Understanding Teething in Kittens

Understanding Teething in Kittens

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What is Teething in Kittens?

Teething is a term that refers to the process of permanent teeth coming in to your kittens’ mouth. Permanent teeth will replace the baby teeth.

Tell me More About Kitten Teeth

The teeth are located on both sides of the mouth with two rows of upper teeth that are anchored in the maxilla bone of the face. Two rows of lower teeth are anchored in the jaw bones (mandibular bone).

Dogs generally have 26 baby teeth, also referred to as deciduous teeth, and 30 adult or permanent teeth.

When Does Kitten Teething Typically Start?

Kittens, like human babies, are born without teeth. Only the gum surface is visible. This allows them to nurse without hurting the mother.

There are two stages to teething. The first is when the kitten gets in his baby teeth and the second is when the baby teeth fall out and your kitten gets his adult teeth. Things happen quickly in kittens as compared to humans.

When a kitten reaches 25 to 30 days of age, their deciduous or temporary (baby) teeth start to break through the gums. This is referred to as “erupting.” The exact age for this will differ amongst breeds and can even vary within kittens of the same litter.

Kittens have a total of 26 deciduous teeth by the time they reach 45 days of age (just over 6 weeks of age). The first teeth to break through are the incisors which are at the top front of the upper and lower jaws. These can begin as early as 14 – 21 days but often are closer to 30 days. After this – the needle like canine teeth (often called the fang teeth) appear between days 30 and 45. The teeth behind them in the back of the mouth are the premolars and molars and come in between days 21 and 45.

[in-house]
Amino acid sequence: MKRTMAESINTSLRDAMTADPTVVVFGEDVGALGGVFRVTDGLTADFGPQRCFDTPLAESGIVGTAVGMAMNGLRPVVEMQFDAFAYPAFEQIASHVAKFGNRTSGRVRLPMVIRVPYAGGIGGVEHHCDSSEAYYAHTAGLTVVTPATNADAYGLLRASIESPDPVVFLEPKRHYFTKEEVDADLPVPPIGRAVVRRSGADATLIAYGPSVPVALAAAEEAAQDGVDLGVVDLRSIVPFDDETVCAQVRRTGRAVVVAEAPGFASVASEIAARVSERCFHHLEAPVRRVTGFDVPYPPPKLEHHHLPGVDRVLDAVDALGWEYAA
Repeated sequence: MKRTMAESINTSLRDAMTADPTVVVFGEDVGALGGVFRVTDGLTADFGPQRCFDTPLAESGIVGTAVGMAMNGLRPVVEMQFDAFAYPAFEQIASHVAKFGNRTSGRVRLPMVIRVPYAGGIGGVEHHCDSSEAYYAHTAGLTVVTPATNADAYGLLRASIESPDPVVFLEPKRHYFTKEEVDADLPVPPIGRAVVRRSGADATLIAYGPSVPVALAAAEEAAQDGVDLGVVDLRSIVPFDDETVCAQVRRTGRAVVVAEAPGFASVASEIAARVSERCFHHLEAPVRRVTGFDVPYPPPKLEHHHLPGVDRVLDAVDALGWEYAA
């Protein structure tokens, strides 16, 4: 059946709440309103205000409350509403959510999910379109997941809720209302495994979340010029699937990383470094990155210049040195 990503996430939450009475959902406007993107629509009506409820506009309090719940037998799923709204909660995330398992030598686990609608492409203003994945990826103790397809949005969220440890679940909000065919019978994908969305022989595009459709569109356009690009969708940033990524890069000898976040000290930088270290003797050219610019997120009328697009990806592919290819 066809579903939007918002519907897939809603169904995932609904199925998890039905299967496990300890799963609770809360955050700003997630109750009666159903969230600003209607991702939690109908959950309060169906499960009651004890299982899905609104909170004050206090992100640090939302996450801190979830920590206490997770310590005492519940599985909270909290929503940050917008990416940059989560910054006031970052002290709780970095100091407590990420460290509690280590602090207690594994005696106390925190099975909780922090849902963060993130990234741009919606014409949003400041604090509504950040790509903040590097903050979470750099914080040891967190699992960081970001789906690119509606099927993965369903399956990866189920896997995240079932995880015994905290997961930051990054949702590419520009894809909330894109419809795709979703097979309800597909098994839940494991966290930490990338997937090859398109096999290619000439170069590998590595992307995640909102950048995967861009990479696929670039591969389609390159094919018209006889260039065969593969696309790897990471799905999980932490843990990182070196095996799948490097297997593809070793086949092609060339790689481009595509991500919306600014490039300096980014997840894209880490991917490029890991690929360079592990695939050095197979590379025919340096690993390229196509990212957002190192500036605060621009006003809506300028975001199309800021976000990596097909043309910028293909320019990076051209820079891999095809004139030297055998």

The second phase of teething is when the adult teeth start coming in which generally starts around 8 weeks of age and most breeds show permanent teeth at 6 to 7 months of age.

Teething is often worst between 12 and 20 weeks of age.

When Do the Adult Teeth Start to Come in?

The permanent teeth include six pairs of sharp incisor teeth, which are in the front of the mouth, surrounded by two pairs of large canine teeth. The premolar teeth are located just behind the canine teeth. The molars sit behind the premolars and are located towards the back of the mouth.

Eruption of the permanent teeth in kittens is as follows:

Incisors

  • Central: 3-4 months
  • Intermediate: 3-4 months
  • Corner: 4-5 months

Canines

  • 5 months

Premolars

  • Second: 5 months
  • Third: 5-6 months
  • Fourth: 5-6 months

Molars

  • First: 4-5 months

What are Signs of Teething?

Some kittens are more bothered by teething than others. This may be because of soreness and swelling in the gums before a tooth comes through.

Symptoms associated with teething usually begin about 1 to 3 days before the tooth shows, and signs generally disappear as soon as the tooth breaks the skin. Many kittens don’t seem to be affected by teething at all.

Kittens often chew to help relieve the pressure in their gums. In rare cases, kittens may be reluctant to eat and drink because their mouths hurt.

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